“Searching” is a very good find for movie-goers


Raider Times photo / Courtesy Sony Pictures

John Cho plays a father looking for his missing 16-year-old daughter in “Searching.”

Lana Taffel and Leyla Mandel

“Searching” is a thriller following single parent, David Kim, in his journey to find his missing daughter. Margot Kim is 16 when she goes missing. She leaves very little trace as to where she may have went or been taken.

Looking for answers and possible clues, David searches Margot’s laptop for her activity in the last couple of months. Throughout the search for his daughter, David learns valuable things about her. What he doesn’t expect to find is that he didn’t know Margot as well as he thought he did.

The entire movie is told from the perspective of a laptop screen, which is the film’s gimmick of sorts. We couldn’t think of another film that offers this kind of perspective. This is something unique, and creatively fit in how it would tell the story. The laptop screen provided a way of showing rather than telling, but doing so in a much more direct way.

For example, when one is typing out a text, one deletes parts of things they want to say or what they’re thinking. This is a subtle, everyday device used in the movie to show what the characters were thinking without giving it to us in a forced way. The way the film gives us information was believable and well thought out.

Speaking of well thought out, the movie in its entirety was well thought out. Not only did the members of the creative team have to plan how to tell the story in their new format, but what twists to add in where. They were excellent with foreshadowing and almost every piece of information had a reason to be there.

Raider Times photo / Courtesy of Sony Pictures
John Cho plays a father looking for his missing 16-year-old daughter in “Searching.”

The pacing was also notably quite good. A lot of thrillers struggle to evenly lay on tension, but “Searching” knew how to make the audience eager for a scene and would deliver good conclusions to that tension.

The last thing that the movie did well is that though it covered such serious topics it could still be comedic and relaxed occasionally. That truly makes it more realistic, because no situation is just one thing. A genre having the ability to bend a bit for the sake of being more accurate makes the movie more enjoyable.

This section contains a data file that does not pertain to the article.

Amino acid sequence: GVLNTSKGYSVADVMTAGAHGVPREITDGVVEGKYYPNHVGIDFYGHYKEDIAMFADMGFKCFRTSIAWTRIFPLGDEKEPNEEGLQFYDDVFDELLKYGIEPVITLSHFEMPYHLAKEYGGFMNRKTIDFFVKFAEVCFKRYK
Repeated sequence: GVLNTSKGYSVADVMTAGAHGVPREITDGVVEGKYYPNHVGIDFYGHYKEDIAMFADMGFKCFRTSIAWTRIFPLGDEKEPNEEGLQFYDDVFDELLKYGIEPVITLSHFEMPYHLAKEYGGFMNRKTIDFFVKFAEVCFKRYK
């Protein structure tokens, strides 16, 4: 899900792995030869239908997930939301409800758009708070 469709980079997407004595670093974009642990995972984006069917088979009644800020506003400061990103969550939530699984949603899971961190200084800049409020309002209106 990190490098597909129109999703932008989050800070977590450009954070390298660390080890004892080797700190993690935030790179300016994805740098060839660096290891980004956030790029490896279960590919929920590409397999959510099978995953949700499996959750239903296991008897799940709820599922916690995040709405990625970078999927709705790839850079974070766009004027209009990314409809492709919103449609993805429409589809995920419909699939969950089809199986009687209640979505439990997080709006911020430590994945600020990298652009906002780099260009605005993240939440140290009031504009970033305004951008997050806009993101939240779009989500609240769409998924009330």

While the movie did mostly flow very nicely, not everything was fully explained and after learning the end reveal, we still have certain questions that were not answered.

Other than things like that, the movie was pretty well thought out and it mainly just depends on who you are and if you can take in a large amount of information and then use it in to uncover the rest of the story.

We remember watching the trailer for this movie and not being very confident in how much we would like it. We, in fact, would normally not have gone to go see it because of the way “Searching” was portrayed as a scary, dark film. We usually go for the bad comedic films with very little plot, but we’re both so thankful we ended up seeing “Searching.”

The movie appeals to a very wide array of viewers. We loved the movie, and I’m 99 percent positive people like our parents would as well, and for the same reason, being that the movie keeps you on the edge of your seat and transports you into the story.

Along with the main character, David Kim, you will figure things out as the story progresses. These breaks in the plot are not obvious but rather sudden and unexpected. Every time you think you know something and think you have one solid idea, the film imposes a plot twist taking away everything you thought you knew. We did not find this very confusing and just kept rolling with the new information given, but we can see how for some this might turn them around a bit.

All the characters as well as the story itself is very well developed even with the restrain of only filming a computer screen and that is just one of the many things that make this movie so much more amazing. In the end, every little detail comes together to create the big reveal, which is perfectly brought together.

It’s core demographic seems to be teens and young adults into mystery and police investigations. People who do not enjoy thrillers would not enjoy this movie. Though a teenager would not generally go out to see this movie, we believe it would be a good movie for that demographic.

A similar movie as a point of reference would be “Prisoners” (2013) since it follows that same basic plot of child gone missing and father looking for her, although “Searching” was a bit less dark. The ingenious way this movie is shown would best be explained by the episode Lost Connection from “Modern Family” where the story is all played out via a computer screen.

Whether or not this movie is right for you also depends on age. The situations depicted in this film are quite mature and not made to be seen by kids. Some mature topics not for little kids in the movie include rape, drugs, catfishing, suicide, and abduction, as well as some swearing. Parents looking for a movie for their kids to watch should not attend this movie with the interest of bringing their kids. But, people at or above the age of 13 should be set to enjoy this movie.

“Searching” is not a scary movie like it is portrayed as in the trailer but rather something much more enthralling. Once the puzzle pieces of the mystery are all in place the only thing we thought was, “Wow that’s crazy.” Because of all this, we would definitely give this a 10 because it went above and beyond our expectations and basically gave us something to think about for the next 10 days.

–Sept. 9, 2018–